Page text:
The Giant Hummingbird is widely distributed along the Andes, on both east and west slopes.

The Giant Hummingbird’s calls are very short and uttered by both sexes. They produce a single, squeaky “squip” and a less characteristic “tee” or “zrr”. These calls are usually given from exposed perches in shrubs or at tree tops.
The chase calls are heard from birds during the defence of their feeding areas. These loud vocal signals include mixed squeaky piping whistles and trills. These sounds splay a role in field identification.  

The Giant Hummingbird feeds on nectar from numerous plant species such as Agave and Puya flowers, Opuntia cylindrical and other tall cacti, Buddleia, Passiflora, Sittacanthus, Eucalyptus, Mutisia, Nicotiana and Lobelia.
It particularly favours nectar from Oreocereus celsianus, and from the similar, but smaller, Cleistocactus tupizensis. The first plant is flowering during the entire wet season.

The Giant Hummingbird hovers less frequently than most Trochilidae. It mostly perches or clings to a stem, and while remaining on the petals, it pushes its head into the flower to get the nectar.
Insects are taken too, mainly by hawking rather than hovering, and by catching them from the flower.

While feeding, the Giant Hummingbird can be relatively aggressive. It is also territorial and defends its foraging areas. It may attack other bird species and even large insects feeding at flowering plants, in order to displace and chase them.

There is no pair-bond between mates, and they separate after the copulation. The males sing and perform aerial displays to attract females, flying in U-shaped pattern in front of them. Males are polygynous and mate with several females during this period. The female performs alone all the nesting duties.

The Giant Hummingbird of nominate race leaves its breeding grounds in Chile and CS Argentina to migrate across the Andes to NW Argentina in autumn and winter.
The race “peruviana” is less studied, but these birds probably move according to Agave flowering.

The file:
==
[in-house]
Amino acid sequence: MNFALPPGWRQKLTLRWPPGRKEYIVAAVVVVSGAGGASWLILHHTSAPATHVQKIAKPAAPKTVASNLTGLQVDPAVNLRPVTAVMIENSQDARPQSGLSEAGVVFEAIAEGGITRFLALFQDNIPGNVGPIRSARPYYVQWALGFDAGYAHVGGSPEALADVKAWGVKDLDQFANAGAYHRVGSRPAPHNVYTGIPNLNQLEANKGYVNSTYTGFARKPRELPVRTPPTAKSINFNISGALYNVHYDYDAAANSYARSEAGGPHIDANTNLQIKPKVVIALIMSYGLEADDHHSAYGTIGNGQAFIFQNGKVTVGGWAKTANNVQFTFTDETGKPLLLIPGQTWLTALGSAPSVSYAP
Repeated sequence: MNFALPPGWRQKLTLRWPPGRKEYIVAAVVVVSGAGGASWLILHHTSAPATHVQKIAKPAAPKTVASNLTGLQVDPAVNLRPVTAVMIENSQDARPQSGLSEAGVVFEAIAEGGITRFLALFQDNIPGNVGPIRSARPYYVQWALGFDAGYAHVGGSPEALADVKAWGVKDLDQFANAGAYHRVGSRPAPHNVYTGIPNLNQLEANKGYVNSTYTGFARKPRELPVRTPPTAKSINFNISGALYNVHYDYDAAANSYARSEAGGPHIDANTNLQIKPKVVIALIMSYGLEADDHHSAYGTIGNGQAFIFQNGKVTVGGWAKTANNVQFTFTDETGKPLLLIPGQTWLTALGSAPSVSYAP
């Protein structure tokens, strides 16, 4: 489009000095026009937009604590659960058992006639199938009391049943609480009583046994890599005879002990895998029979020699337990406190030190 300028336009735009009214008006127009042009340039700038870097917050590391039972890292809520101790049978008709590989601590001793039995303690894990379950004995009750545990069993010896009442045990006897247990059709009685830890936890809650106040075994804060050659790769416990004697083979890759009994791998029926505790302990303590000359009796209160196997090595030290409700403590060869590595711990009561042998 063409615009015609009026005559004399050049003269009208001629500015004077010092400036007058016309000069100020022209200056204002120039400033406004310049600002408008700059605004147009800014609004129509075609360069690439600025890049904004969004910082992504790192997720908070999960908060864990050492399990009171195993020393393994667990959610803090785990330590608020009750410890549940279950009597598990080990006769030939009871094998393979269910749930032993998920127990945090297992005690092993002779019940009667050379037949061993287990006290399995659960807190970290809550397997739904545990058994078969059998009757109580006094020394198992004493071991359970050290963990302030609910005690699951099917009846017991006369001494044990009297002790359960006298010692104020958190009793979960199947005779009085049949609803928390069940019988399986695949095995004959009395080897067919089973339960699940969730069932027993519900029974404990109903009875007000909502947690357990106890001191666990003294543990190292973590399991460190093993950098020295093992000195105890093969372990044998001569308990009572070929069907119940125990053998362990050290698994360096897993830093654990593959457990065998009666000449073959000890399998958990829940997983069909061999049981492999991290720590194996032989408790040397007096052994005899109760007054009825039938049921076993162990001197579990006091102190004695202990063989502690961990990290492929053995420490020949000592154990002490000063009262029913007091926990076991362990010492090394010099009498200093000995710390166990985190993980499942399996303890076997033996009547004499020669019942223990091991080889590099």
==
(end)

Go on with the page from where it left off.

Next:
The Giant Hummingbird performs 8 to 10-15 wingbeats/second that is much slower than small hummingbirds which perform 70 wingbeats/second, and up to 200 during the displays.  

The breeding season varies depending on the range, and takes place between December and March in Ecuador, in September/March in Peru, and between October and January in Chile.
The nest is placed in large bush or tree, often Eucalyptus or poplar, but also on top of cactus, often 2-4 metres above the ground. The female builds the nest.
The small structure is attached to a branch and made with moss and lichens, and lined with soft materials, often sheep wool. The outer part is covered with spider webs. The nest is usually built in an area near water.

The female lays 1-2 white eggs, usually two. She incubates alone during 12-13 days. The chicks are fed with semi-digested insects, regurgitated by the female directly into the stomach of the chick, thanks to the long bill. During this period, she may catch up to 2000 insects per day.
The chicks leave the nest about 20 days after hatching, when they become too large for the small nest.

The Giant Hummingbird is described as uncommon throughout its large range. It has adapted to man-made habitats, and occurs in national parks and protected areas.
The population size is unknown, but it is suspected to be stable, and currently, the Giant Hummingbird is evaluated as Least Concern.